A.k.a. why you were jonesing for pizza at midnight.

By Andrea Stanley and Jené Luciani
Updated September 27, 2019
Aliaksandra Ivanova / EyeEm / Getty Images

You know the moment when it hits you: All of a sudden, seemingly out of nowhere, a food craving comes on—the one that tops all others—so badly you can't even think straight. It's so weird, right? Well, not really. It turns out that food craving is just your body communicating with you. Not to tell you that it's in desperate need of a sugar hit, but rather that there's an imbalance happening.

"Food cravings are often thought to be associated with nutrient deficiencies, but this may not always be the case," says Vandana Sheth, R.D., spokesperson for the Academy of Nutrition and Dietetics. "They may also be caused by a combination of social, emotional, cultural, and environmental cues."

That's because food often becomes associated with what we turn to when we're sad or feel like we deserve a reward—which is exactly why cartons of ice cream are now synonymous with heartbreak, and beer is a go-to when you've accomplished something badass. (Speaking of: Here's the #1 myth about emotional eating.) But food cravings for specific items can also mean that something deeper is churning beneath the surface.

Here's how to decode your own food cravings—and what to do if you're not feelin' ready to indulge.

Why You're Having a Food Craving for Sweets

Remember how ice cream is always associated with breakups? Same goes for all sweets, as a craving for sugar can mean your body is trying to give you a glimpse into your emotional health. Studies show that it's common to crave cakes, cookies, and saccharine-coated goodies when something is bothering you, be it stress, sadness, or even anger. What's worse: research out of Yale University found that women are more susceptible to cravings (the reasons for why are complex, but it could be pegged to hormones), so it's no wonder that it ain't no thang to polish off a pint when your heart feels like it's been shattered.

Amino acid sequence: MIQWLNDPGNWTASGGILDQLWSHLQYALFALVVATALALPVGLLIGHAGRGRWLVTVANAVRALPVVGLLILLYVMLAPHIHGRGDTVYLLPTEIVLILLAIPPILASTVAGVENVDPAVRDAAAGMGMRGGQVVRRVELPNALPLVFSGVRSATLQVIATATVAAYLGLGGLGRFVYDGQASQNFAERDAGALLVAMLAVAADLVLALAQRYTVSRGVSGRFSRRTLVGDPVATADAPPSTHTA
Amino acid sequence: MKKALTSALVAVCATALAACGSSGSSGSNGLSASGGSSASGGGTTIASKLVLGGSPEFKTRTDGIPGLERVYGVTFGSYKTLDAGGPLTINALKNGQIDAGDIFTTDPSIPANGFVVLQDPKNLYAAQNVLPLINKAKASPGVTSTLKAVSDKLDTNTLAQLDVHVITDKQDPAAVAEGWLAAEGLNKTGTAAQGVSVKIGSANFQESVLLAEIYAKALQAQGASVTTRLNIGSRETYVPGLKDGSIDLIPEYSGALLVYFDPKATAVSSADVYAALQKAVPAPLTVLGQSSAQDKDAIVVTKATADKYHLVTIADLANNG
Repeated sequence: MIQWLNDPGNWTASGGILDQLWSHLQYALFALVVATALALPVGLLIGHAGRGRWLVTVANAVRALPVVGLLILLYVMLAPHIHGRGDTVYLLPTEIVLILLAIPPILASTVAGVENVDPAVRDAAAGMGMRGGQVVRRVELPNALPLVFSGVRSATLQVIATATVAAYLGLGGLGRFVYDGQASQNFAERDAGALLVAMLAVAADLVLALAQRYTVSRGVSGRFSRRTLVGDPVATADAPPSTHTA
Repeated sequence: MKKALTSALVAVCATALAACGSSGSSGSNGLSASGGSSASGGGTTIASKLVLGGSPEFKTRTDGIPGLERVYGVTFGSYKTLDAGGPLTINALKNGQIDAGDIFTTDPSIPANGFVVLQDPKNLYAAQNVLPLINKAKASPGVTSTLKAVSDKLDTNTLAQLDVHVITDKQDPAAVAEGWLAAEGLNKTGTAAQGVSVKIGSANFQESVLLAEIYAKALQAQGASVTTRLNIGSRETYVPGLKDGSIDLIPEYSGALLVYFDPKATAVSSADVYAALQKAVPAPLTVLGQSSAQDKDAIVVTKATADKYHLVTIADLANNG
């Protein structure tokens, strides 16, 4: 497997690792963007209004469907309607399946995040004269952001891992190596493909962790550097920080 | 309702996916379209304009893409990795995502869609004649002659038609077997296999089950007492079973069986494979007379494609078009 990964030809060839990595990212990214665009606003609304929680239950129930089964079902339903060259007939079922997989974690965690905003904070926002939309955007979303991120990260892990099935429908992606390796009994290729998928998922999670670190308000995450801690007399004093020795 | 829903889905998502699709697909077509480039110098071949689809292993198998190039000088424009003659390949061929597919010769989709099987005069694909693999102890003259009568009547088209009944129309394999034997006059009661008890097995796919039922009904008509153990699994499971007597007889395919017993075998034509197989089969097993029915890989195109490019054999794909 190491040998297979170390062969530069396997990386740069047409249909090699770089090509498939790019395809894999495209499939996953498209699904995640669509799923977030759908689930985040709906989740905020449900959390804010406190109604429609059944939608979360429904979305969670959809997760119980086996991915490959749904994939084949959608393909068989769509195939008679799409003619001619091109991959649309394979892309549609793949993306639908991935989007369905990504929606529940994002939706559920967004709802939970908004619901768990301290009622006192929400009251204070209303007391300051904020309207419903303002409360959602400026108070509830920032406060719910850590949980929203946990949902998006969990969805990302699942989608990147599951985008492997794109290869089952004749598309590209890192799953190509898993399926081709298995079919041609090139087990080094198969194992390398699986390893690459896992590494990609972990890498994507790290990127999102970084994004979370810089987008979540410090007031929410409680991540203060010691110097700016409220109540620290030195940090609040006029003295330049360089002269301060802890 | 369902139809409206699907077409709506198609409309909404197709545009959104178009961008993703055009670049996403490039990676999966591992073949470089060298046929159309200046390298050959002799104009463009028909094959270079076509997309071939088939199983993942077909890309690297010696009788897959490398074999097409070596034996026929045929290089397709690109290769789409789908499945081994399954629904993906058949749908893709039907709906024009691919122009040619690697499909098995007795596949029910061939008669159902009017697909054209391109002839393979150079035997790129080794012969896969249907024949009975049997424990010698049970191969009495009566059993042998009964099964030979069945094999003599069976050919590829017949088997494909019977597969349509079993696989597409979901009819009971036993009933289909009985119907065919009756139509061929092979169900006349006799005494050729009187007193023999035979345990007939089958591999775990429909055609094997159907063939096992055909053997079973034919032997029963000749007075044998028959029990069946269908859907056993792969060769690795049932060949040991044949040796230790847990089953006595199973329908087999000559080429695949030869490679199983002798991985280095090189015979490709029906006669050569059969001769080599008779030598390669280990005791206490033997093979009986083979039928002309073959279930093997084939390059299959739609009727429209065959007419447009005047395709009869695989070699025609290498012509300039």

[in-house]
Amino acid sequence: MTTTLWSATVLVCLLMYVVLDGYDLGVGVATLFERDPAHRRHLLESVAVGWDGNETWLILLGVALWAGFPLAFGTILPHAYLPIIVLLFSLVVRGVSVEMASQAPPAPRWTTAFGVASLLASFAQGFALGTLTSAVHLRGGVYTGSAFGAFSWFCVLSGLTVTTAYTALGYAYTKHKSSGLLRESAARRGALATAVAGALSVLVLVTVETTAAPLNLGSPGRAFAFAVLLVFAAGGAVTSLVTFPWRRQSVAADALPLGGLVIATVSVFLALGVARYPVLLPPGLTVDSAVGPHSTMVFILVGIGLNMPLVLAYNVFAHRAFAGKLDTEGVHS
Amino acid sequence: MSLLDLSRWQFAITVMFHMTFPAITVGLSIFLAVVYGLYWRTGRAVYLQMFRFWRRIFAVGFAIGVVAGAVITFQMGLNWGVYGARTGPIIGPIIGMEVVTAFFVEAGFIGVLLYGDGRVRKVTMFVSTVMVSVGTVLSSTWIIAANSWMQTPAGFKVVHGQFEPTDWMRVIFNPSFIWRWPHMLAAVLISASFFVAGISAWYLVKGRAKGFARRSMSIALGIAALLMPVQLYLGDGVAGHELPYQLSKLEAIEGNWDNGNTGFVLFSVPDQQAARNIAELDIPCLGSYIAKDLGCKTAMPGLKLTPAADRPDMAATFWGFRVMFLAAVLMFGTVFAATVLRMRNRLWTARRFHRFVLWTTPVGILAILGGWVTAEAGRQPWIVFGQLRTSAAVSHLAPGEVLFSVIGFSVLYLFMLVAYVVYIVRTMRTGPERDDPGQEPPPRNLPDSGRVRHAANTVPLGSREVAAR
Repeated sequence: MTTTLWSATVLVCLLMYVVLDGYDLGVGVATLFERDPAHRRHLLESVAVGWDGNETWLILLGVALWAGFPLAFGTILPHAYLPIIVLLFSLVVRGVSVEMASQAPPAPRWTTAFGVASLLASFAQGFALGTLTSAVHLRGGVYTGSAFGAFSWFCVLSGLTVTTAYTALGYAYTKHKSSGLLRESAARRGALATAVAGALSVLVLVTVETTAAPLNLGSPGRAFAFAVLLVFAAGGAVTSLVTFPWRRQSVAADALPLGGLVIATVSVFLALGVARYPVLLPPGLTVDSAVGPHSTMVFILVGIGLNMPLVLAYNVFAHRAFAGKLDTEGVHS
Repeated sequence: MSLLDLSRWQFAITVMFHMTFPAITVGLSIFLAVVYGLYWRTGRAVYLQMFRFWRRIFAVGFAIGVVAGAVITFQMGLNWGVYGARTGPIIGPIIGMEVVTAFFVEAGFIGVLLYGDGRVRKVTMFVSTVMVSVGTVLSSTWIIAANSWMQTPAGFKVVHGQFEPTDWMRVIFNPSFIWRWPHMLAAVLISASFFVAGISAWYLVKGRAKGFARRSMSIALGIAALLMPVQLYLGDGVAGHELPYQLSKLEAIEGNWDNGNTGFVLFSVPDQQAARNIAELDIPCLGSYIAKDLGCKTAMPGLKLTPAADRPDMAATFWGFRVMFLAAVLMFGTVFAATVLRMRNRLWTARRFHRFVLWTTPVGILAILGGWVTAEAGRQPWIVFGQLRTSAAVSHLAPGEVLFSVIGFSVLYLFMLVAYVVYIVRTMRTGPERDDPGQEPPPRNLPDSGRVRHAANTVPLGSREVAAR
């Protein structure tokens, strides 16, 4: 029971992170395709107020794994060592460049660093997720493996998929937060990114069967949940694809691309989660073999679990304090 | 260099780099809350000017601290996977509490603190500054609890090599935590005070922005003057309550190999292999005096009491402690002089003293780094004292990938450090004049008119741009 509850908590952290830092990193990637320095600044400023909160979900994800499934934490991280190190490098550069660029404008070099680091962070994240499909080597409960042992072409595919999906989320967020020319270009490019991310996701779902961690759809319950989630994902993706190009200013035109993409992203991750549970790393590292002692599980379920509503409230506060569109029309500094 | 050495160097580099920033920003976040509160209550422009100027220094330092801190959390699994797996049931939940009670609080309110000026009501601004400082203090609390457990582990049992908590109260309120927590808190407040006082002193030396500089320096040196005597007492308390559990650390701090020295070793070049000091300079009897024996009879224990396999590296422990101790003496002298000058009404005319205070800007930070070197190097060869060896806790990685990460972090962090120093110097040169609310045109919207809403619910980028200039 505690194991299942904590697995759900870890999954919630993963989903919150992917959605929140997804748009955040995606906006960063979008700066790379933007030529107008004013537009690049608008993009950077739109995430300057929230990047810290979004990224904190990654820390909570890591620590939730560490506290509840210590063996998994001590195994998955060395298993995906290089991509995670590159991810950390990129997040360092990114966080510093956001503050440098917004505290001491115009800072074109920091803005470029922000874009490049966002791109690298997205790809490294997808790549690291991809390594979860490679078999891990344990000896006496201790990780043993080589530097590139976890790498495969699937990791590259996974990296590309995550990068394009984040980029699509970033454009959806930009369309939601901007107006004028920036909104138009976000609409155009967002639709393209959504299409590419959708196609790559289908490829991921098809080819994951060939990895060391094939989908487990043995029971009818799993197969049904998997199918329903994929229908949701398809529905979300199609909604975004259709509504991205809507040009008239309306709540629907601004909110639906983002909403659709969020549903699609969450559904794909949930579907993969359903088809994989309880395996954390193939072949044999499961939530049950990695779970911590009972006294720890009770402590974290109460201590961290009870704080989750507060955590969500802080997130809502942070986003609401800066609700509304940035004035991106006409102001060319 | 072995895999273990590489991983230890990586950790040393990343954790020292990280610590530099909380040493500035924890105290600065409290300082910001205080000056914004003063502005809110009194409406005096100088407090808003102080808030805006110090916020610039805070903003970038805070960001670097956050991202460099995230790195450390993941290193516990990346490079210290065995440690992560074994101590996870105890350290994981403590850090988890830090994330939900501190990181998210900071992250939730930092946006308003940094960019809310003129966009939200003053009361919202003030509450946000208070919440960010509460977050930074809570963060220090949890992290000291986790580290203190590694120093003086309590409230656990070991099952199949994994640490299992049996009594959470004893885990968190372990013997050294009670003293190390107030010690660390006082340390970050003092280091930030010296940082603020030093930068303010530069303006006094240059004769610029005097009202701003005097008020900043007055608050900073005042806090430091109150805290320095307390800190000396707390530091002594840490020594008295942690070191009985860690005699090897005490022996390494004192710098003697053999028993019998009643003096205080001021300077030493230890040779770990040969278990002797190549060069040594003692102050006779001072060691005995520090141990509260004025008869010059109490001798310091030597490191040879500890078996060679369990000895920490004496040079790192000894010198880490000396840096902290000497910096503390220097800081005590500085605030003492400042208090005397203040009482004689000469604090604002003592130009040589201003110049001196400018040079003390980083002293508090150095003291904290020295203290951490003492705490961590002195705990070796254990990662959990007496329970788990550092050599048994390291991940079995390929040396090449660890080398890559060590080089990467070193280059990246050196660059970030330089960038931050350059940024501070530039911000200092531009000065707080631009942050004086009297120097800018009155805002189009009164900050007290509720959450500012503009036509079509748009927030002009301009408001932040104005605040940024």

To combat the food cravings, head out for a hike. Research shows that walking for 15 minutes can help, and another study found that soaking up some sunshine and breathing fresh air helps relieve mental—and emotional—stress.

Why You're Having a Food Craving for Chocolate

Chocolate definitely falls under the sugary sweet category, but if you feel like you've got your emotional game under control, check your magnesium levels—this food craving could indicate a deficiency, says Lisa Young, Ph.D., R.D., adjunct professor of nutrition at New York University. "Around the time of your period, your body uses up more magnesium, which is why many women experience PMS and chocolate food cravings simultaneously," explains Young. Reboot your taste buds by reaching for foods rich in the nutrient, like dark leafy greens, avocado, and bananas. (Related: 9 Surprising Things That Make Your PMS Worse)